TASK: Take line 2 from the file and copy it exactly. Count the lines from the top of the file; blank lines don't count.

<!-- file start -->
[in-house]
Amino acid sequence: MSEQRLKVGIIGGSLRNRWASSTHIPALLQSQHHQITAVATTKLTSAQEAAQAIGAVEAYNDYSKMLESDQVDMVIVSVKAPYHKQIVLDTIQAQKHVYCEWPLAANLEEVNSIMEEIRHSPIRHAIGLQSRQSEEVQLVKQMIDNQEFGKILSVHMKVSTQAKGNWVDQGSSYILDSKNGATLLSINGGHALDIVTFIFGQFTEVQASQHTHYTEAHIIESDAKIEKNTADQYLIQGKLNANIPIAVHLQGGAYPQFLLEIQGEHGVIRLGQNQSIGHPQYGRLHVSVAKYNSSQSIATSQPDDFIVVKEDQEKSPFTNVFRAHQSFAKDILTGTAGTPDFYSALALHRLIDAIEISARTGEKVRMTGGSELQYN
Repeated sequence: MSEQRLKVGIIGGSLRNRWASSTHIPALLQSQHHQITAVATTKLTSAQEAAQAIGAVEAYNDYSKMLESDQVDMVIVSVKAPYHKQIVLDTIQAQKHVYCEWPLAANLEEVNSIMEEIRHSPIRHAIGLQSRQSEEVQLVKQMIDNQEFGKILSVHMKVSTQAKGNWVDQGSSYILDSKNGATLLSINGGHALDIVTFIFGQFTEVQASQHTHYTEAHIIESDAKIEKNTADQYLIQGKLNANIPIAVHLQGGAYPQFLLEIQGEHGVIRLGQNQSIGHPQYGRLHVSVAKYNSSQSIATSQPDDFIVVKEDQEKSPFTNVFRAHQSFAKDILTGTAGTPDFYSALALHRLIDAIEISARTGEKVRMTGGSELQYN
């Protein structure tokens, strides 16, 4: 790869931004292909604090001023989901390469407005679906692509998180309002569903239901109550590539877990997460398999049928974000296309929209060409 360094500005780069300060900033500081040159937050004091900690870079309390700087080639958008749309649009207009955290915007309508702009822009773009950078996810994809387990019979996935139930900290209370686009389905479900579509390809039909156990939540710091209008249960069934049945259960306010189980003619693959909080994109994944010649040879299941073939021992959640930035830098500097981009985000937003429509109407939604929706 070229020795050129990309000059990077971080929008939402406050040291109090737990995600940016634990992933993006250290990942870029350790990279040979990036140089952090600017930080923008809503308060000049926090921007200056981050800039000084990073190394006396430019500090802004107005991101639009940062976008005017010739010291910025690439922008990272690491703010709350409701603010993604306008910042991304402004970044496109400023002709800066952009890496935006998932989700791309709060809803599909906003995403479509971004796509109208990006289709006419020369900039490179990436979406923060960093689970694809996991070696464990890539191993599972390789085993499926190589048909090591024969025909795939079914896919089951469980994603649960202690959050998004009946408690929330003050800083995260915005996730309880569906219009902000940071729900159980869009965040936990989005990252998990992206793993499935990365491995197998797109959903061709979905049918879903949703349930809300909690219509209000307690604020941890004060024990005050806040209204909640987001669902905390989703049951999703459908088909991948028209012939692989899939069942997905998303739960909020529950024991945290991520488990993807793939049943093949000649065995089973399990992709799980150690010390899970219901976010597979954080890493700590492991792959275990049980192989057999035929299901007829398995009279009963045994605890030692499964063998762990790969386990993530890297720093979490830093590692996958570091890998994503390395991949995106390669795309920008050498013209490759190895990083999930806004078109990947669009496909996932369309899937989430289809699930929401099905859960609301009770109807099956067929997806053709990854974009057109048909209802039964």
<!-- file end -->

Amino acid sequence: MSEQRLKVGIIGGSLRNRWASSTHIPALLQSQHHQITAVATTKLTSAQEAAQAIGAVEAYNDYSKMLESDQVDMVIVSVKAPYHKQIVLDTIQAQKHVYCEWPLAANLEEVNSIMEEIRHSPIRHAIGLQSRQSEEVQLVKQMIDNQEFGKILSVHMKVSTQAKGNWVDQGSSYILDSKNGATLLSINGGHALDIVTFIFGQFTEVQASQHTHYTEAHIIESDAKIEKNTADQYLIQGKLNANIPIAVHLQGGAYPQFLLEIQGEHGVIRLGQNQSIGHPQYGRLHVSVAKYNSSQSIATSQPDDFIVVKEDQEKSPFTNVFRAHQSFAKDILTGTAGTPDFYSALALHRLIDAIEISARTGEKVRMTGGSELQYN